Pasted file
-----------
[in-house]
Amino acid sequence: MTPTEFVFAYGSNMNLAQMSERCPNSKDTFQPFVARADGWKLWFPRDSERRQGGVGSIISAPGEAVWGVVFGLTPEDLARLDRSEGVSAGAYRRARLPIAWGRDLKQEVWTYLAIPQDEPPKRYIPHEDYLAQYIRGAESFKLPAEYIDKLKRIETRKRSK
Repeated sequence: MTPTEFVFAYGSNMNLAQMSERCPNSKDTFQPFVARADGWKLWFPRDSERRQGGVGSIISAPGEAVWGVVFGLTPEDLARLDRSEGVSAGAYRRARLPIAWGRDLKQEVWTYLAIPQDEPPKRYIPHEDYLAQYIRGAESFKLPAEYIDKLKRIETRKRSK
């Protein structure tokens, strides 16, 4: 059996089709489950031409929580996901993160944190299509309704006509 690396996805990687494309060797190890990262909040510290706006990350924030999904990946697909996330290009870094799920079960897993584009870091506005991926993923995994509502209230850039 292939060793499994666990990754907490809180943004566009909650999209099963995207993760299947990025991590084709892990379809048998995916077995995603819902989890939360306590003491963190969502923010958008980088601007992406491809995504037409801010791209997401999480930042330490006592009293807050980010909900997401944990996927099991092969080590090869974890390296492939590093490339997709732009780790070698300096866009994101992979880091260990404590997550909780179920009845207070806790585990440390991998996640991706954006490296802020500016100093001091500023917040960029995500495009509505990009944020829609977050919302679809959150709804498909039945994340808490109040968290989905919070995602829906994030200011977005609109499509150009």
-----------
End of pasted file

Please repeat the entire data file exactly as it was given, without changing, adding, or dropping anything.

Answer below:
[in-house]
Amino acid sequence: MTPTEFVFAYGSNMNLAQMSERCPNSKDTFQPFVARADGWKLWFPRDSERRQGGVGSIISAPGEAVWGVVFGLTPEDLARLDRSEGVSAGAYRRARLPIAWGRDLKQEVWTYLAIPQDEPPKRYIPHEDYLAQYIRGAESFKLPAEYIDKLKRIETRKRSK
Repeated sequence: MTPTEFVFAYGSNMNLAQMSERCPNSKDTFQPFVARADGWKLWFPRDSERRQGGVGSIISAPGEAVWGVVFGLTPEDLARLDRSEGVSAGAYRRARLPIAWGRDLKQEVWTYLAIPQDEPPKRYIPHEDYLAQYIRGAESFKLPAEYIDKLKRIETRKRSK
């Protein structure tokens, strides 16, 4: 059996089709489950031409929580996901993160944190299509309704006509 690396996805990687494309060797190890990262909040510290706006990350924030999904990946697909996330290009870094799920079960897993584009870091506005991926993923995994509502209230850039 292939060793499994666990990754907490809180943004566009909650999209099963995207993760299947990025991590084709892990379809048998995916077995995603819902989890939360306590003491963190969502923010958008980088601007992406491809995504037409801010791209997401999480930042330490006592009293807050980010909900997401944990996927099991092969080590090869974890390296492939590093490339997709732009780790070698300096866009994101992979880091260990404590997550909780179920009845207070806790585990440390991998996640991706954006490296802020500016100093001091500023917040960029995500495009509505990009944020829609977050919302679809959150709804498909039945994340808490109040968290989905919070995602829906994030200011977005609109499509150009």